Our stats on implementation (which we examine below) show that commercial & P&C/general currently exhibit a lower level of platform implementation than our other lines. However, in line with the strong all-round potential we have indicated here, we find minimal difference between our different lines when we look forward to anticipated levels of implementation in the near future.

IoT Adoption by Region

It is one thing to establish in which lines and areas of insurance the potential impact of IoT is greatest – but where are we on the adoption curve?

22% of all concerned parties have already implemented IoT platforms; within 12 months, this is set to rise to 47%; and within 24 months we will be at 72% implementation. What this tells us is that we are in the midst of an IoT rush, which will see it become a majority-practical phenomenon within two years for those players today still predominantly at the theoretical stage.

Regionally, we detected a relative lead in implementation for Europe versus the rest of the world, with 30% of respondents having already implemented. However, the scores for these two groups quickly align, as we can see above. You can read more about our notion of Europe as an early adopter in our dedicated Regional Profile, by downloading the full Trend Map below here.

Stay tuned for our next post, in which we look at that all-important field, especially for the success of IoT products: Marketing & Customer-Centricity.

Global Trend Map No. 1: Industry Challenges

Welcome to the first post in our new insurance/insurtech content series! Here, we examine the top internal and external challenges facing the insurance industry, as revealed by our Trend Map, for which we gathered more than 1,000 survey responses from insurance players around the world and consulted more than 50 industry thought leaders. You can find a breakdown of our survey respondents, details of our methodology and bios of our contributors by downloading the full Trend Map here.

It’s a tough time for the insurance industry right now, with a complex raft of issues to deal with over the coming years, from regulatory and climatic change through to adverse market factors, legacy systems and the rise of insurtech. Indeed, one of the problems we had surveying the industry was the sheer variety of potential challenges that respondents might name.

For this reason, we drew up a short list based on our periodic research within the insurance community. And, as not all challenges are directly comparable, we split them out into external and internal challenges, creating two separate hierarchies:

  1. External challenges: issues in the wider world that necessitate a response from the industry if the industry is to survive and thrive
  2. Internal challenges: whatever stands in the way of that response’s successful implementation

For example, increased regulation might require changes from insurers and other industry participants (external challenge); however, lack of company-wide dedication to core priorities might prevent these necessary changes from actually happening (internal challenge).

We then asked all our survey respondents – encompassing carriers, intermediaries, solution providers, associations and regulatory bodies – to rank these external and internal challenges in order of importance, giving us an idea of what the industry regards as the biggest hurdles ahead.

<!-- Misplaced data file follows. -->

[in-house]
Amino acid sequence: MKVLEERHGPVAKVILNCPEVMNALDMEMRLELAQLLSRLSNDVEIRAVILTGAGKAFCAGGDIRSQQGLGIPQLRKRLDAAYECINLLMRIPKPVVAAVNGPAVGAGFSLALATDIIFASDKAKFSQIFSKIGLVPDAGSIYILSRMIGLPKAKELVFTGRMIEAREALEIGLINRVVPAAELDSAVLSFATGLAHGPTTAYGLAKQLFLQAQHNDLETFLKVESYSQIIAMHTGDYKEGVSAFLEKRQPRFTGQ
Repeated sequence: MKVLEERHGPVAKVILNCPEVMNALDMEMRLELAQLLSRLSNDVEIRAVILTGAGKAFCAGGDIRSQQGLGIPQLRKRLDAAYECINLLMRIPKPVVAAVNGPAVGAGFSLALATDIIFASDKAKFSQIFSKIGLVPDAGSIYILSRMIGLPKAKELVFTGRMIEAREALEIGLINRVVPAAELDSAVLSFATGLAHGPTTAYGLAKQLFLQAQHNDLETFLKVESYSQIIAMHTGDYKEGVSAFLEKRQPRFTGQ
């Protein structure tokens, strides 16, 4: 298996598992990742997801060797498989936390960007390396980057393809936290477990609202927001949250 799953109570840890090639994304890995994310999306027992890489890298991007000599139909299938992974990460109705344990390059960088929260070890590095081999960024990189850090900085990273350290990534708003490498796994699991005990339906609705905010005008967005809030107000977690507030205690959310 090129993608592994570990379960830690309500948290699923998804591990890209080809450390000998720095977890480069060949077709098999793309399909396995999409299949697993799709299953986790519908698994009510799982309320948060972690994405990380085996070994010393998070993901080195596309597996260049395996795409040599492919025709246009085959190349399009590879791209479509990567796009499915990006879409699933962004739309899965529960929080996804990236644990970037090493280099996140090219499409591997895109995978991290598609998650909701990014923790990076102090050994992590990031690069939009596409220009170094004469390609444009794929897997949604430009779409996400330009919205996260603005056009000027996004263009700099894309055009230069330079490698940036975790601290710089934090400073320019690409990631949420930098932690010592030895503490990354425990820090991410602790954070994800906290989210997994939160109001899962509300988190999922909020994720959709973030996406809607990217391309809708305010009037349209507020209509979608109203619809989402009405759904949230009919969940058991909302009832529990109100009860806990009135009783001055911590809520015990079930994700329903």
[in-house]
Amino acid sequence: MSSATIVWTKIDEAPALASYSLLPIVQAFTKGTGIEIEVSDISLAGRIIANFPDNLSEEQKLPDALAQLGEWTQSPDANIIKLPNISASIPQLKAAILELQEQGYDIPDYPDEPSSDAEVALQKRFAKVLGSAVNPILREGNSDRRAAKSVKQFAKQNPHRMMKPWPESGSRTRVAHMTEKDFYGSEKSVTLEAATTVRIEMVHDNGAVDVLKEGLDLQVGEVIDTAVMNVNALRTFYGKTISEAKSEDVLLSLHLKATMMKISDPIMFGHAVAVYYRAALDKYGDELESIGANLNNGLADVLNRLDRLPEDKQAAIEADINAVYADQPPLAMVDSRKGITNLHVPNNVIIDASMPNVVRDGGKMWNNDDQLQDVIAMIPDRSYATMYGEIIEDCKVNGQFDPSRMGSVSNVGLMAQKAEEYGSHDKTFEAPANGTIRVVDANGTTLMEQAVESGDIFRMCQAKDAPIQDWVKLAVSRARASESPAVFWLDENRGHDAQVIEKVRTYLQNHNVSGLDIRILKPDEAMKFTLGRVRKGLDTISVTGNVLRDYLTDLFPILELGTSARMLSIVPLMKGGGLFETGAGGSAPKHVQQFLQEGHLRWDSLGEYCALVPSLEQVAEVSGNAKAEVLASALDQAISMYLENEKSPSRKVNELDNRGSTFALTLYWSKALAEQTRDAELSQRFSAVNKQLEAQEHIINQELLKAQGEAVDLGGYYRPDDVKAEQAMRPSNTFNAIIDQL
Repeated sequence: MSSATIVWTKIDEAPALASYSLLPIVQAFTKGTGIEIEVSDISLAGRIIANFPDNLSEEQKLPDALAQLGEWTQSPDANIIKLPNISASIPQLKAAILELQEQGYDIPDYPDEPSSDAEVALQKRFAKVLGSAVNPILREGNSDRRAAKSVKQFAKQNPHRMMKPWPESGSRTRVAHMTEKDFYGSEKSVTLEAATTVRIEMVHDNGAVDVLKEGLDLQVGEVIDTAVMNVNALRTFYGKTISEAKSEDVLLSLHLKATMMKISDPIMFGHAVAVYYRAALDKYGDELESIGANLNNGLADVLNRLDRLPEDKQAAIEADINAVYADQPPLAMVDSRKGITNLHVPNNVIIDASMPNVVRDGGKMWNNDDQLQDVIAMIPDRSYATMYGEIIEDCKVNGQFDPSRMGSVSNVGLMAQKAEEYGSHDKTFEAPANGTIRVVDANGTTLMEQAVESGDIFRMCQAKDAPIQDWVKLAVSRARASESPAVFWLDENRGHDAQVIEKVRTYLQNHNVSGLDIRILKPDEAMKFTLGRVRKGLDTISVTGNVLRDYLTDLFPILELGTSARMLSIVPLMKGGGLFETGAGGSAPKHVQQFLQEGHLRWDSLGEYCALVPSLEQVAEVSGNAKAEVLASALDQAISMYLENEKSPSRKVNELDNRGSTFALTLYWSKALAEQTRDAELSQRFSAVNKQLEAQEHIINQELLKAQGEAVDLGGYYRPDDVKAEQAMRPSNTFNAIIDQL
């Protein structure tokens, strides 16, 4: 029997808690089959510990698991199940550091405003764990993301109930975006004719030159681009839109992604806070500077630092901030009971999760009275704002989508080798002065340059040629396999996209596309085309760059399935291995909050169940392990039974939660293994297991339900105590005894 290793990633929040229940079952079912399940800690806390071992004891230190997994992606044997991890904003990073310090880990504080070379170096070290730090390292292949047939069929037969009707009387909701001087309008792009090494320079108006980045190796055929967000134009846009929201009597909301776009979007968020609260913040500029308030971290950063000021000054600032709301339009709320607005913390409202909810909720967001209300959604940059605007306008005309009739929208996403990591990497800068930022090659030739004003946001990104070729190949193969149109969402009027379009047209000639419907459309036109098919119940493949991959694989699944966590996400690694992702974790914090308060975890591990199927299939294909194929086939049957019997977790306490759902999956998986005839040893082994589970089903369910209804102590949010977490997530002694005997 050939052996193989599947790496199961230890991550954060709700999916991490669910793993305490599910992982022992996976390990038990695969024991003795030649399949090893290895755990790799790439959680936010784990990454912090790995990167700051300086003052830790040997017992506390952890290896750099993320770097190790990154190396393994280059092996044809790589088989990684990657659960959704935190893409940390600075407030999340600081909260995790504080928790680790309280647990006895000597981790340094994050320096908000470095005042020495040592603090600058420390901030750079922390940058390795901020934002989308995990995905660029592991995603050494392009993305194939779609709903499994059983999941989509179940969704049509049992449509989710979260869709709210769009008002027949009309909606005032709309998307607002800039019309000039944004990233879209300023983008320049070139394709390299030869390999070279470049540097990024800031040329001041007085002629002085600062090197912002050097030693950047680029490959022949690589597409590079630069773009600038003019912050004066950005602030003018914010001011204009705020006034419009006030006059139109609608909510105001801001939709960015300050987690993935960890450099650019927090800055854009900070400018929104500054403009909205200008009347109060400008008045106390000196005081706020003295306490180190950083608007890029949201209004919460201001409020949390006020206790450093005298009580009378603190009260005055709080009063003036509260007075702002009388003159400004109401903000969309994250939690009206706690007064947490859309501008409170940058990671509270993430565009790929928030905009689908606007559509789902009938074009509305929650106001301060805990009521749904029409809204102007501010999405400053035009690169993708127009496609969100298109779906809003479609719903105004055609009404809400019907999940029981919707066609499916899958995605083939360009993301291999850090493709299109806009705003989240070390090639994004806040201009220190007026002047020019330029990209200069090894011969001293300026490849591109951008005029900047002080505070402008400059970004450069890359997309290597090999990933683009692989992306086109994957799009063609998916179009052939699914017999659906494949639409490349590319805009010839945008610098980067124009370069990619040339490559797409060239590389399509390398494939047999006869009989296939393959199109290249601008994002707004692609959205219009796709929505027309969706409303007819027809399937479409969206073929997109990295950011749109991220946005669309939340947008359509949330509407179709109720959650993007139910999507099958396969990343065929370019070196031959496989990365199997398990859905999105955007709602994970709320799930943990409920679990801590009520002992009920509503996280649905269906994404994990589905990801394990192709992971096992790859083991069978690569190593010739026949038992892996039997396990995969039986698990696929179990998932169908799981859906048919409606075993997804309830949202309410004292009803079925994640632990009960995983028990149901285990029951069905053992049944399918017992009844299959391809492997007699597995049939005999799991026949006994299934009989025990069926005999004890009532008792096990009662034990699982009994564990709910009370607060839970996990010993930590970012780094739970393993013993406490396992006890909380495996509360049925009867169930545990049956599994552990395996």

External Challenges

Our external challenges table points to technological advancement as by far the greatest external challenge, followed by changing customer expectations and digital channel capabilities.

A quick note on our methodology: Respondents were asked to rank their top three challenges, with three points being awarded for 1st place, two points for 2nd and one point for 3rd. This allowed us to create not just a ranking but a cumulative score for each challenge.

New emerging risks, changing economic conditions, increased regulation and increased competition make up the middle tier. Further down we have new entrants to the market, catastrophe risk, absence of a clear strategy and climate change. Then, comfortably in last position, we find lack of company investment.

“Technology has always been a key enabler within the insurance sector. In today’s highly customer-centric world, organizations that want to thrive will do so through digital excellence; meaning by combining unique customer experiences and omni-channel distribution mechanisms, as well as by reinventing interactions across the insurance value chain, despite legacy constraints.” — Sabine VanderLinden, managing director at Startupbootcamp

So what then is the picture, if any, that we see emerging? The top three challenges, notably, form a clear constellation: Changing consumer behavior patterns, especially the desire for digital channels, certainly underlie insurers’ preoccupation with technological advancement to a considerable extent.

See also: Prospects for Insurers as a Global Industry  

We would therefore say tentatively that the interface between customer and insurer is going to be one of the key battlegrounds going forward, not just in the trivial sense of online portals and chatbots but rather as the ability of insurers and other industry participants to make every part of their operation work for the customer. The mid-tier challenges – essentially market factors – are certainly significant but represent the pointy end of “business as usual” rather than the digital, customer-centric paradigm shift we see coming into focus at the top of the challenges table.

This shift falls broadly under the remit of digital transformation, which we have seen at work in many recent initiatives at major insurers, both internal and external to their organizations. Many insurers have, for instance, like Allianz in November 2015, founded some form of digital transformation unit. Likewise, a number of major players have set up venture-capital arms to foster digital innovation outside of their four walls – like AXA Strategic Ventures.